“Media agencies – and DAN is among the worst at this – have grown so complex that even internally senior people can’t explain the structure or know how to navigate. Her first jobs should be to rebrand the media assets as ‘Dentsu Media’ globally, bringing the global network closer to the home turf brand.

"Next [she should] rationalize the many sub-brand agencies into a manageable and understandable roster and then to tidy up the layers of complexity in data, tech and tools.

“DAN agencies lost their personalities after the Merkle acquisition, with everyone being told to follow the data for breakfast, lunch and dinner story as if it was a competitive advantage. These days when media agencies are all saying the same thing, Wendy has an opportunity to bring a creative and strategic narrative back to the group.”

Reaching across the Sea of Japan

Clark’s announcement also came with a reminder that Toshi Yamamoto, president and chief executive of Dentsu Group, is still forging ahead with his plans for a ‘One Dentsu’ model while the world retreats behind borders.

DAN, which contributes 60% of the group’s revenue as of February 2019, has historically operated separately to Dentsu Japan.

The latter operates entirely differently to its international sister; alongside conducting business in a typically Japanese way, it owns stakes in several broadcasters and media owners, and therefore holds significant cultural influence on its home turf. As the FT put it, the Japanese operation is "more than just an ad agency".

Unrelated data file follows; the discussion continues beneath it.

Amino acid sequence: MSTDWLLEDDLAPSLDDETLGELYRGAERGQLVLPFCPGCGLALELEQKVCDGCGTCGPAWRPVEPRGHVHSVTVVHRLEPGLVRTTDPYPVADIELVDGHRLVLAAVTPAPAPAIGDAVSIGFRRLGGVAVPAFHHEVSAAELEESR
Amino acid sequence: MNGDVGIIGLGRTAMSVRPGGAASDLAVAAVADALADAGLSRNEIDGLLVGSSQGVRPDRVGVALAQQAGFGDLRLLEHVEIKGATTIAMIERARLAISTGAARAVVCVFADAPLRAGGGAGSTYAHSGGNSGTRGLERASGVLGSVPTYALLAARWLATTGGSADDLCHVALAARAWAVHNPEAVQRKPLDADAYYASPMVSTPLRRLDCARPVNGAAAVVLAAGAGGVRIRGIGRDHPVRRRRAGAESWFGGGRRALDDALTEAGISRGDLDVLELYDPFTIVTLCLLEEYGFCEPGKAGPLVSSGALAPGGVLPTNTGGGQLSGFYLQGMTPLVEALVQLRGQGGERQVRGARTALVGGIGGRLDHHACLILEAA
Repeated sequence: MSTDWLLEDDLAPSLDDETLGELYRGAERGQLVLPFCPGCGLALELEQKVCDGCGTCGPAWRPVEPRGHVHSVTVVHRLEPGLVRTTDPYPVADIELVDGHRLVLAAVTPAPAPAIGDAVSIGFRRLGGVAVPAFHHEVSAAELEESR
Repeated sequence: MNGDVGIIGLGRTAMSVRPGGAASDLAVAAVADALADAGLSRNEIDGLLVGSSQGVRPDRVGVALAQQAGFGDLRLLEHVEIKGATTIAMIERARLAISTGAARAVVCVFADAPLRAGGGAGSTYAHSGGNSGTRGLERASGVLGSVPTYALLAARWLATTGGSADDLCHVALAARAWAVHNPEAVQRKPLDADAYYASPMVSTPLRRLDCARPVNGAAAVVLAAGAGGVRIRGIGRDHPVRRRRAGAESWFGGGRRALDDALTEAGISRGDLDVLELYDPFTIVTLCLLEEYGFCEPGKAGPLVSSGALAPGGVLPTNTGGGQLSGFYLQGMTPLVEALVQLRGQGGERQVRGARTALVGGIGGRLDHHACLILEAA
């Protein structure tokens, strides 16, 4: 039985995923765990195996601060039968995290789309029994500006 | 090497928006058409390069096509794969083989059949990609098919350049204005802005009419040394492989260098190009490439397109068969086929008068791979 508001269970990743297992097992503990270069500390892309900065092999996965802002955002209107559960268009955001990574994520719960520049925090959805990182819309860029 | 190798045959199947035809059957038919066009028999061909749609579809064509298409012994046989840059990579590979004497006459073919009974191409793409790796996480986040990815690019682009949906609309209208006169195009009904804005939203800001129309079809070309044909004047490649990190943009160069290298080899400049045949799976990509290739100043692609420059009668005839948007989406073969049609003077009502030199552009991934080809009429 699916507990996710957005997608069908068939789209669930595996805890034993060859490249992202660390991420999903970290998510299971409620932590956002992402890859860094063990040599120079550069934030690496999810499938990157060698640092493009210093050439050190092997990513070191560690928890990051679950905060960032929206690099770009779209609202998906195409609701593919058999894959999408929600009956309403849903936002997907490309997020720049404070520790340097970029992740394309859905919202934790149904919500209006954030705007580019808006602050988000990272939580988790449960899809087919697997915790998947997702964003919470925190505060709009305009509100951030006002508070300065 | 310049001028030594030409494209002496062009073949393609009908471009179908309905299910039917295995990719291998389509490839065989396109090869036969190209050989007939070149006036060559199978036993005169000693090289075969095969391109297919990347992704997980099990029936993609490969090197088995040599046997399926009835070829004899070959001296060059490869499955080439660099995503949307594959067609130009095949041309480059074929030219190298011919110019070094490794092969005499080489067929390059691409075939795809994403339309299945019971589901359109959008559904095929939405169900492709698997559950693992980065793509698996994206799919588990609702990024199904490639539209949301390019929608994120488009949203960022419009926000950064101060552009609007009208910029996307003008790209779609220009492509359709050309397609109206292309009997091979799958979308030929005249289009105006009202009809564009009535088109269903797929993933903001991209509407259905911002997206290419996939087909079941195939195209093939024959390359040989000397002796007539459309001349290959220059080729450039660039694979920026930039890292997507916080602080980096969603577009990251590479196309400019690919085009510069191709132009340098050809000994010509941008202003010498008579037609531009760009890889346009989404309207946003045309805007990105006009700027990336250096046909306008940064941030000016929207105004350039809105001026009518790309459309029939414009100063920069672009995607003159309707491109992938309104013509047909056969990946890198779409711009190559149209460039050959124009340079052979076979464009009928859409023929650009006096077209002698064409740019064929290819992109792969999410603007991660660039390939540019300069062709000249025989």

This means that ‘One Dentsu’ will be more difficult to form than, say, ‘One Ogilvy’.

“There’s things you can do in Dentsu Japan you can’t do anywhere else,” warned one ad exec who has previously worked closely with the group’s headquarters. “Dentsu Japan struggled to internationalize for years, so they went down the route of getting people in the West to build something new.

“If they really want to [integrate DAN and Japan] it will all come down to how well they can run a truly international business from a cultural point of view.”

Clark's road ahead is long, and she'll inevitably be scrutinized more than her counterparts as the first woman in the job. But what lies ahead of her is also exciting – running the first holding company to genuinely build itself around data, and bringing the secrets of Dentsu's Japanese success to the west.

What's required first, though, is a big old tidy up and repackaging of what DAN really is.

"If Wendy can figure that out," says Allen, "then Dentsu will be a real force.”